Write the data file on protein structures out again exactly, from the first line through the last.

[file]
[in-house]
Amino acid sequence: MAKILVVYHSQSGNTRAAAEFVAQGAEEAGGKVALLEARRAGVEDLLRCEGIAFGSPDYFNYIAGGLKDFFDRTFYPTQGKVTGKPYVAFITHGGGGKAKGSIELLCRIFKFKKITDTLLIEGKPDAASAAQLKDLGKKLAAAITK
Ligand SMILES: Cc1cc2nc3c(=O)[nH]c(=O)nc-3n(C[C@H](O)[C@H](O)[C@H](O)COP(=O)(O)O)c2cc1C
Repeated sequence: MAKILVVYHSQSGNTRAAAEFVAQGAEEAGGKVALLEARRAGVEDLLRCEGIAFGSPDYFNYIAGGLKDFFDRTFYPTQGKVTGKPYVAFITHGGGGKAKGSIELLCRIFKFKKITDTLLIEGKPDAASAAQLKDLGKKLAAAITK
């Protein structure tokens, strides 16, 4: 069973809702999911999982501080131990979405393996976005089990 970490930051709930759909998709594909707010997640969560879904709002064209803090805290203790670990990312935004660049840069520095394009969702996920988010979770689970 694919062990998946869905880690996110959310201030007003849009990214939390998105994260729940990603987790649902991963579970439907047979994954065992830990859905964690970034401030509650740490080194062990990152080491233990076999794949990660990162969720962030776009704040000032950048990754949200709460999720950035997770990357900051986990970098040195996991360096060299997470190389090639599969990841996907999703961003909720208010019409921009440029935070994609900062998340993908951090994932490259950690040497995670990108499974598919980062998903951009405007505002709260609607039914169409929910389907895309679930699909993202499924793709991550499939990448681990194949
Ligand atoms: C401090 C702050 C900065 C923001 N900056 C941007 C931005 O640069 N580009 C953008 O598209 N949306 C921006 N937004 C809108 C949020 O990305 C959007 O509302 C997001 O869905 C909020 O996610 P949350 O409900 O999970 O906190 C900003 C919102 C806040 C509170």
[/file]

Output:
[in-house]
Amino acid sequence: MAKILVVYHSQSGNTRAAAEFVAQGAEEAGGKVALLEARRAGVEDLLRCEGIAFGSPDYFNYIAGGLKDFFDRTFYPTQGKVTGKPYVAFITHGGGGKAKGSIELLCRIFKFKKITDTLLIEGKPDAASAAQLKDLGKKLAAAITK
Ligand SMILES: Cc1cc2nc3c(=O)[nH]c(=O)nc-3n(C[C@H](O)[C@H](O)[C@H](O)COP(=O)(O)O)c2cc1C
Repeated sequence: MAKILVVYHSQSGNTRAAAEFVAQGAEEAGGKVALLEARRAGVEDLLRCEGIAFGSPDYFNYIAGGLKDFFDRTFYPTQGKVTGKPYVAFITHGGGGKAKGSIELLCRIFKFKKITDTLLIEGKPDAASAAQLKDLGKKLAAAITK
């Protein structure tokens, strides 16, 4: 069973809702999911999982501080131990979405393996976005089990 970490930051709930759909998709594909707010997640969560879904709002064209803090805290203790670990990312935004660049840069520095394009969702996920988010979770689970 694919062990998946869905880690996110959310201030007003849009990214939390998105994260729940990603987790649902991963579970439907047979994954065992830990859905964690970034401030509650740490080194062990990152080491233990076999794949990660990162969720962030776009704040000032950048990754949200709460999720950035997770990357900051986990970098040195996991360096060299997470190389090639599969990841996907999703961003909720208010019409921009440029935070994609900062998340993908951090994932490259950690040497995670990108499974598919980062998903951009405007505002709260609607039914169409929910389907895309679930699909993202499924793709991550499939990448681990194949
Ligand atoms: C401090 C702050 C900065 C923001 N900056 C941007 C931005 O640069 N580009 C953008 O598209 N949306 C921006 N937004 C809108 C949020 O990305 C959007 O509302 C997001 O869905 C909020 O996610 P949350 O409900 O999970 O906190 C900003 C919102 C806040 C509170």